A business strategy is the means by which it sets out to achieve its desired ends (objectives). It can also be defined as long-term business planning that generally covers a period of about 3-5 years.
1. Identify Goals
Before you can start planning, you need to identify what your final objectives are. Establishing business goals involves devoting a fair amount of time to identify your business strengths, weaknesses and all the factors that differentiate your business from your competitors. You might ask yourself questions such as:
- What the business mission and vision are
- What the company is best at
- What type of customers would be interested in your product/service
After answering few questions regarding your business and your potential customer’s identity, you can identify priorities in order to set up goals and objectives, such as:
- Connect your business with the right crowd (potential customers)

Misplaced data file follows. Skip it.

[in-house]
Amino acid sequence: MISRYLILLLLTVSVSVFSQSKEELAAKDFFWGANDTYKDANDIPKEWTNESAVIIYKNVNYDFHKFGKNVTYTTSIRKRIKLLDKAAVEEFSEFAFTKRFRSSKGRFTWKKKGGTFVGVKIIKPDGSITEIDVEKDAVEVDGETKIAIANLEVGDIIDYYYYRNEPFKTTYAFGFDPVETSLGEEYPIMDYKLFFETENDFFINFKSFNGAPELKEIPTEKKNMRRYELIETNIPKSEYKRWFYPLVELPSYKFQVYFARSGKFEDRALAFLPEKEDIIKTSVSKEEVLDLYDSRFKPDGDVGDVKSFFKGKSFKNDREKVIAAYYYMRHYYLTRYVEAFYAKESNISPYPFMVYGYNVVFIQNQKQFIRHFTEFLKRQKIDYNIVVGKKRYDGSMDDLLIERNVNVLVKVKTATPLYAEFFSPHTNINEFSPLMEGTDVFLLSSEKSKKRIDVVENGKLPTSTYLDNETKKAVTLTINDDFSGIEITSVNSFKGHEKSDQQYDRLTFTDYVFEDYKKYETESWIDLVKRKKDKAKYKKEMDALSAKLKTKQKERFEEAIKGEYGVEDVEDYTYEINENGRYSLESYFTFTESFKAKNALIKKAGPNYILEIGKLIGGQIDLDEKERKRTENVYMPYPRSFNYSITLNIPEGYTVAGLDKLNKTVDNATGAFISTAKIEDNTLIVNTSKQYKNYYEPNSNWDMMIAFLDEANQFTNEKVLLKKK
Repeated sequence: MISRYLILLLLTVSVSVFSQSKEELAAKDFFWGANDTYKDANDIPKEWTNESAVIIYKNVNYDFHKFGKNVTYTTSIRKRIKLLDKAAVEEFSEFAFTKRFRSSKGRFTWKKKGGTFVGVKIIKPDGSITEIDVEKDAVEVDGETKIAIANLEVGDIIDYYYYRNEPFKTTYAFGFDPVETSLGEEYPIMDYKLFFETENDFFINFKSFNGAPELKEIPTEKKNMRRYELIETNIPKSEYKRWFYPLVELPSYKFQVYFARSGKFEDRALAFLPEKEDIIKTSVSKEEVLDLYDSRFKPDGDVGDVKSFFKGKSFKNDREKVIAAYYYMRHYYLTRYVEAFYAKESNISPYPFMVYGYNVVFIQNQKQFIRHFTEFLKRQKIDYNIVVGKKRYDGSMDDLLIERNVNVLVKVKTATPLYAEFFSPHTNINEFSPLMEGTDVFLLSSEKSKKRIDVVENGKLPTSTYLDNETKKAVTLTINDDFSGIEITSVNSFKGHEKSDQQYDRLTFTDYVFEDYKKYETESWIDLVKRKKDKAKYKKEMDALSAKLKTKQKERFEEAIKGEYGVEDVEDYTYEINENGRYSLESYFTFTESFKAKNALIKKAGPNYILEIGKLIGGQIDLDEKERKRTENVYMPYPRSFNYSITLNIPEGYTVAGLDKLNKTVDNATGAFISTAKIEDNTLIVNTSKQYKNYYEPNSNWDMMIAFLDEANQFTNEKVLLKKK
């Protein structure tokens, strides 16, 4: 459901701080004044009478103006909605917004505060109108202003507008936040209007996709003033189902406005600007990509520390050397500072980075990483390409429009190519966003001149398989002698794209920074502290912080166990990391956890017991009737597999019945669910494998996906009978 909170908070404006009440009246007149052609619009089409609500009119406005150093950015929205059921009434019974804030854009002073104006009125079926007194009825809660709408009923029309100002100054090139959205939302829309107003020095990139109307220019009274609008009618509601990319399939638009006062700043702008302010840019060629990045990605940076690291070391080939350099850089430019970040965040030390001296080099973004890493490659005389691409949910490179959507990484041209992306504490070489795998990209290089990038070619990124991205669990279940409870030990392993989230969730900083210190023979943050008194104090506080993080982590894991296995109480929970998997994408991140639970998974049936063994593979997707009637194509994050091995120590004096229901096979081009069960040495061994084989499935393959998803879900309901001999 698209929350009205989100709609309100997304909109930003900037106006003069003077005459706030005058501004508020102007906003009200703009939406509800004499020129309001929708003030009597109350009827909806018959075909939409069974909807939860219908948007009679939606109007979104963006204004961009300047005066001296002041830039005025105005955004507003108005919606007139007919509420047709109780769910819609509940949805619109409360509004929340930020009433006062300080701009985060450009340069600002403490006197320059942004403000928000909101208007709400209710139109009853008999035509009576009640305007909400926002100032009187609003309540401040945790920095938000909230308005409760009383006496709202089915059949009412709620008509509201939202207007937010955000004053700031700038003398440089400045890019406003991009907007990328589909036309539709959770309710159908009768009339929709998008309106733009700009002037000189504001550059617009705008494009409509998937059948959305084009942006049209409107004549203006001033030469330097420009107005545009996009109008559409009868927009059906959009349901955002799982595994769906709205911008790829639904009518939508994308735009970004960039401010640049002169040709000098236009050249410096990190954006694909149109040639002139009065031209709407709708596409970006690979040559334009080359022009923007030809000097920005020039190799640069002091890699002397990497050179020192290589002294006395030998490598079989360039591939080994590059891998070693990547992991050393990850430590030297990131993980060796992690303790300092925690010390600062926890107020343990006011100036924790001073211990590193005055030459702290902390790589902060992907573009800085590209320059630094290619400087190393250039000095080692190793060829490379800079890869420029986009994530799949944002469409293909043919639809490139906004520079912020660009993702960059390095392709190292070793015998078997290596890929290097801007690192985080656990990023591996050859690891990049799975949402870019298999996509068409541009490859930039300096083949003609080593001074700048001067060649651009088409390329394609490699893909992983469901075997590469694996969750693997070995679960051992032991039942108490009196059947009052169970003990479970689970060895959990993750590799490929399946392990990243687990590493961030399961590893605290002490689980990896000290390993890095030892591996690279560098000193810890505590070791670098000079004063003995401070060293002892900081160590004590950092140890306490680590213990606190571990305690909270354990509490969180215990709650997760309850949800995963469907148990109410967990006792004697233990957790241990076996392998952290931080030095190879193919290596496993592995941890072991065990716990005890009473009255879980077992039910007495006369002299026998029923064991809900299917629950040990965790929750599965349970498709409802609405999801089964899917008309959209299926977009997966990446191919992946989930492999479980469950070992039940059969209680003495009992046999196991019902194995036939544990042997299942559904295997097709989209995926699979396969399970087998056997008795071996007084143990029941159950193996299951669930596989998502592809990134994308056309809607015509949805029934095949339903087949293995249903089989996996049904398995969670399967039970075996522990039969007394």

- Strengthen what separates your business from your competitors (USP)
- Eliminate obstacles and hurdles that could prevent the business from being successful (keep cash flowing in, optimize the staff time etc…)
- Focus on business growth, customers’ perceived values
Long Term Goals
Long Term Goals should cover a period of 5 years and should include revenue, customer service, social outreach and even employee development.
- Customer Service
- Strengthen your customer service skills (communication, empathy, work ethic)
- Consider every touch-points (before-during-after purchase)
- Engage more (find out about your customers’ interests and problems)
- Better your services (solve problems promptly, answer FAQs, create communities)
- Make your employees engaged in their role
- Allow customers to provide feedback
- Social Outreach
- Increase number of likes and followers
- Increase number of leads and conversions
- Open company pages on additional social media sites
- Employee Development
- Employ professionals in support of the existing team
- Develop the leadership abilities and potential with courses and training
- Align incentives and staff rewards with performance
- Constantly encourage and support a culture of best practices
Short Term Goals
Short term goals should be a reflections of long term goals. For instance, to support long term goals, short term goals could be: